"Bang away, Adolf!" Dave grated softly. "For every one you drop we'll be dropping two on your neck of the woods soon. And that'll be only the beginning."
"Check!" Freddy breathed fiercely. "And when that time comes I think I'll ask for a transfer from fighters to bombers. I'd love to dump bombs on Berlin."
"Me, too," Dave agreed absently. Then as a frown creased his brows, "What do you make of it, Freddy? You got any ideas? Boy, if anybody can send a fellow's curiosity sky high it's those Brass Hats who run the Air Ministry!"
"Meaning what?" Freddy asked with a blank look on his face. "Have I got any ideas about what?"
"For you I should draw pictures on paper!" Dave groaned. "What do you think I mean? Why were we suddenly recalled from service with the Fleet Air Arm in the Mediterranean back here to England? Why have we been skipping all over England flying everything from kites to four engined transports? And why when we're only back with our old Fighter Squadron for a day do we suddenly receive mysterious orders to come here to London, and take rooms in this hotel, and stick here day and night until we receive further orders? Answer me those, my pal!"
"Simple," Freddy said with a straight face. "Air Ministry just can't believe that a chap like you can actually fly an airplane. But before kicking you out they decided to give you one last chance to prove it. Right now you are waiting for them to decide whether to keep you on, or kick you back to Boston, Massachusetts, U.S.A. But don't lose heart, my little man, you may...."
"Nuts!" Dave snorted. "You were with me, pal, and...."
"And I was simply along to check and make a personal report on your flying ability," the English youth interrupted in an easy voice. "And if you must know, I said that you weren't too bad. A little ragged on the turns, but that you usually do manage to get into a field after shooting for it five or six times."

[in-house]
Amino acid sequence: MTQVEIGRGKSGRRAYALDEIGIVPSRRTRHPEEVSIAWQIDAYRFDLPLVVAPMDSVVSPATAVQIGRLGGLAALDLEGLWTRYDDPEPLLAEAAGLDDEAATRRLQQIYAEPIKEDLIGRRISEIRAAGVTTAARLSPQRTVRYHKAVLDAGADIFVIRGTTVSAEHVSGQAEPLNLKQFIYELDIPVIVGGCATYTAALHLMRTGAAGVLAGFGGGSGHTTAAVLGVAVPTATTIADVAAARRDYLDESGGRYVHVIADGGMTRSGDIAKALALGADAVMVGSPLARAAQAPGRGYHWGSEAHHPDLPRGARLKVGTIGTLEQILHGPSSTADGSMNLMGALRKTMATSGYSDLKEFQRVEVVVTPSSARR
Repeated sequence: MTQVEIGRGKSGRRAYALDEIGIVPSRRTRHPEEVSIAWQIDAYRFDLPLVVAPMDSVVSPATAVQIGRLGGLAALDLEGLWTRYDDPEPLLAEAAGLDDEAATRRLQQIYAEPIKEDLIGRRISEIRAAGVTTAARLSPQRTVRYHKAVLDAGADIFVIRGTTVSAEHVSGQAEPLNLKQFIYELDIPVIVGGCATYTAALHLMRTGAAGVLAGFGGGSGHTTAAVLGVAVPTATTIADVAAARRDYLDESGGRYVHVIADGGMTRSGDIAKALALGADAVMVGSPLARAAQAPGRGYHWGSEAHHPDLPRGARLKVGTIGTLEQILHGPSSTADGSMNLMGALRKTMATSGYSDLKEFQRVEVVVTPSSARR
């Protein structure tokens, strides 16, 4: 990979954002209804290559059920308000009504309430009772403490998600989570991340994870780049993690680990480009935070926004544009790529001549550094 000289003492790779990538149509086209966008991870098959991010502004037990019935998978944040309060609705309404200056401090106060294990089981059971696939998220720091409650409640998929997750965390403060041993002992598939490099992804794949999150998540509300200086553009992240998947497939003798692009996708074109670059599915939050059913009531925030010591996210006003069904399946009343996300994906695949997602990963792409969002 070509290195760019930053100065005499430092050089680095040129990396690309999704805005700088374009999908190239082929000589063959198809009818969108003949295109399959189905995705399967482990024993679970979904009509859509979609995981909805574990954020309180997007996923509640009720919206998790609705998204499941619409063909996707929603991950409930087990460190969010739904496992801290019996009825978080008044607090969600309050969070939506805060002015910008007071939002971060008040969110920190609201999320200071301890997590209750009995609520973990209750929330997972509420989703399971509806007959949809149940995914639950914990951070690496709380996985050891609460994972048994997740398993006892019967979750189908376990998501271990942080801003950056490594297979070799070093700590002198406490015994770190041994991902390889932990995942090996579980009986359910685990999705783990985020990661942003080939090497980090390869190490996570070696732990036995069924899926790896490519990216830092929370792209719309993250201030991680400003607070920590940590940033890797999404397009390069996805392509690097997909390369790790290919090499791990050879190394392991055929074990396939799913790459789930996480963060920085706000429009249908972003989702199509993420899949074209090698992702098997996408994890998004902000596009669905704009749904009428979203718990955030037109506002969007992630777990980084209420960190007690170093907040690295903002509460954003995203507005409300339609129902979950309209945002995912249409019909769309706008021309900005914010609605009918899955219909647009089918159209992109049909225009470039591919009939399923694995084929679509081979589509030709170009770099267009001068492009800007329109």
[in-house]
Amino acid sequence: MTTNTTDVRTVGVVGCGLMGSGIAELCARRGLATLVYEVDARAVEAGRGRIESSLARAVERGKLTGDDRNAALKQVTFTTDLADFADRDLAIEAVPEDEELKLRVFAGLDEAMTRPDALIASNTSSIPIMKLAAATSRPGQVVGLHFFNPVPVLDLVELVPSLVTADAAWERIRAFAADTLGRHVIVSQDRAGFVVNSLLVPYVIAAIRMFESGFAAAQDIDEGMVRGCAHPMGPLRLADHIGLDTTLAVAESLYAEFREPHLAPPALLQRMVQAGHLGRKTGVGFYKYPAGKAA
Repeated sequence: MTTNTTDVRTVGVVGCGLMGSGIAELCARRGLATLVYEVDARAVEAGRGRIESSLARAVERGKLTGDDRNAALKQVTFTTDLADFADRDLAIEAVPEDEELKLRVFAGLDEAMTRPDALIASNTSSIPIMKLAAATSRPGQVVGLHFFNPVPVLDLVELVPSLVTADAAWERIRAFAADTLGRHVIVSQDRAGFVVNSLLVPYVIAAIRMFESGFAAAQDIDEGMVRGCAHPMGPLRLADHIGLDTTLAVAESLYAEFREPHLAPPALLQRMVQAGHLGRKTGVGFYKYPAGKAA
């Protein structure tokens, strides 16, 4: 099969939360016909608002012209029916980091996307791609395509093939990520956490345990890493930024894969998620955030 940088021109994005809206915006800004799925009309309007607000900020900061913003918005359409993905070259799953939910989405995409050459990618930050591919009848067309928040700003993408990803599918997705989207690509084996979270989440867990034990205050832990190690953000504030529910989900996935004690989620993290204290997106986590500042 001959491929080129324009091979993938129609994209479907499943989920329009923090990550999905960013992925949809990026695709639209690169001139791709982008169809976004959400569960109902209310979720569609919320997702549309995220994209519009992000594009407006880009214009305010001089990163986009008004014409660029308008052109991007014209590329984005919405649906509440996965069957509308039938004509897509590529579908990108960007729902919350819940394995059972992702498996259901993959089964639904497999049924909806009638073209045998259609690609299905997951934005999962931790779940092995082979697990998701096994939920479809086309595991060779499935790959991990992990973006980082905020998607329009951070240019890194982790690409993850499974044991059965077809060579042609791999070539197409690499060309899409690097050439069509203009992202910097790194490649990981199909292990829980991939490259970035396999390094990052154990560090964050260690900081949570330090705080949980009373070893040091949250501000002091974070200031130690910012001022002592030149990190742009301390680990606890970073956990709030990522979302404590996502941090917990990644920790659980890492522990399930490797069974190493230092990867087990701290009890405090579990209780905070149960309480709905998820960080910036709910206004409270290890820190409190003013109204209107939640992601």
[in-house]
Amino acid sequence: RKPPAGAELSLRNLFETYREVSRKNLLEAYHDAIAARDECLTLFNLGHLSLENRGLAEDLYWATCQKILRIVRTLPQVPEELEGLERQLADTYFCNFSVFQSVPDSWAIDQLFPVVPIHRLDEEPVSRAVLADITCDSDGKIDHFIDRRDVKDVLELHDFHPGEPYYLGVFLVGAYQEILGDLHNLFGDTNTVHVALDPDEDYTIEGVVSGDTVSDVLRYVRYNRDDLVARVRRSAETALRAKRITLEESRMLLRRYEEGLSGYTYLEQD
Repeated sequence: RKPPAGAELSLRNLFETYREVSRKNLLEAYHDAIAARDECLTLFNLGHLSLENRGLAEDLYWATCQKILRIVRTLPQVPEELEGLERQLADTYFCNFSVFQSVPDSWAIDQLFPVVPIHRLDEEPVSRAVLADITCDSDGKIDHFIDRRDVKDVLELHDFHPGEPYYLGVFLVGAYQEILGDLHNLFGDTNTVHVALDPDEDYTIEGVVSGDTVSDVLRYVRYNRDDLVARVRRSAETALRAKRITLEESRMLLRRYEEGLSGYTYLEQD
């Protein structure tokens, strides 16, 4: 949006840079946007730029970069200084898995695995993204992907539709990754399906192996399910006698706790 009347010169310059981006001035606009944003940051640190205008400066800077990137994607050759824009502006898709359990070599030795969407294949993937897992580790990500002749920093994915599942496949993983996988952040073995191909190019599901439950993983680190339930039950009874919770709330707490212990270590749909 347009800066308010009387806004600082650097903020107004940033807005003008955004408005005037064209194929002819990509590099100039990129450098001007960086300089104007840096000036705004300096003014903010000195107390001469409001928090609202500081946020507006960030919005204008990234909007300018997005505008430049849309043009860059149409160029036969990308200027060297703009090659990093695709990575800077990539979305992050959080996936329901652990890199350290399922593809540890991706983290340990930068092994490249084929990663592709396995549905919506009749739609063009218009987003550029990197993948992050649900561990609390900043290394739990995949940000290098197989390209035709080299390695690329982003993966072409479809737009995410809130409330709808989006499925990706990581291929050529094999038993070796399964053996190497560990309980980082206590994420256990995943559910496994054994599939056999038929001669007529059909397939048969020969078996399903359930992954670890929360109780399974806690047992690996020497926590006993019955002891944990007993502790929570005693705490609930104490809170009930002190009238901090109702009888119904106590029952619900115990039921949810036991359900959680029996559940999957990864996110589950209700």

"Then everything will be jake!" Dave breathed in mock relief. "But now that you've got that side splitting humor off your chest, get over on the sane and intelligent side for a change. What do you think it's all about anyway?"
Freddy Farmer didn't say anything for a minute or so. He stared thoughtfully down at the last piece of meat. He nudged it a couple of times with his fork, then presently speared it and put it into his mouth.
"Next week'll be okay!" Dave growled. "There's no hurry."
"We English never talk with food in our mouths," Freddy said after he had swallowed. "But what do I think? Frankly, nothing, Dave."
"Well, that's acting natural, for you," the Yank born R.A.F. ace said with a grin. "But I had hoped that a bright idea or two had wormed into that thick skull of yours. At least, that you might have heard a hint dropped here and there. After all, Freddy, it all seems so screwy. Look, a little over five weeks ago we were doing daily patrols off an aircraft carrier in the Mediterranean. Since then we've flown everything they've got over here on this island, but not once have we had the chance to take a crack at a German ship. Holy smoke! What are they trying to make out of us? Test pilots, or something? I asked a million questions, but I always got a sweet little blank for an answer. And between you, me, and that dab of mashed potato on your chin, I don't think the birds I asked knew the answers either."
"Now that you've confessed," Freddy said and automatically wiped his chin with his napkin, "I might as well admit that I asked a few questions, myself. And like you, got nothing for an answer. No, Dave, I'm afraid I can't help you at all. I'm practically passing out with curiosity, myself. It's been a queer business these last five weeks, and no doubt about it. All that I can even guess at is that Adastral House has something up its sleeve. And we'll not find out until they're darn good and ready to tell us."
"It's always like that," Dave grumbled. "Gee, sitting here is driving me bats. For two cents I'd go out and take a walk, and the heck with the bombs. But I...."
Dave cut himself off short as he suddenly became conscious of the waiter standing at his elbow. He looked up.
"Yes?" he grunted.
"Beg pardon, sir," the waiter said, "but would you two gentlemen be Flying Officers Dawson and Farmer?"
"Right," Dave said with a nod. "I'm Dawson."
The waiter held out a folded slip of paper.
"A phone call just received, sir," he said. "The party at the other end said that either of you two gentlemen was to call this number at once. It took a moment or two to find you. The manager thought you might be in your rooms. He tried there first."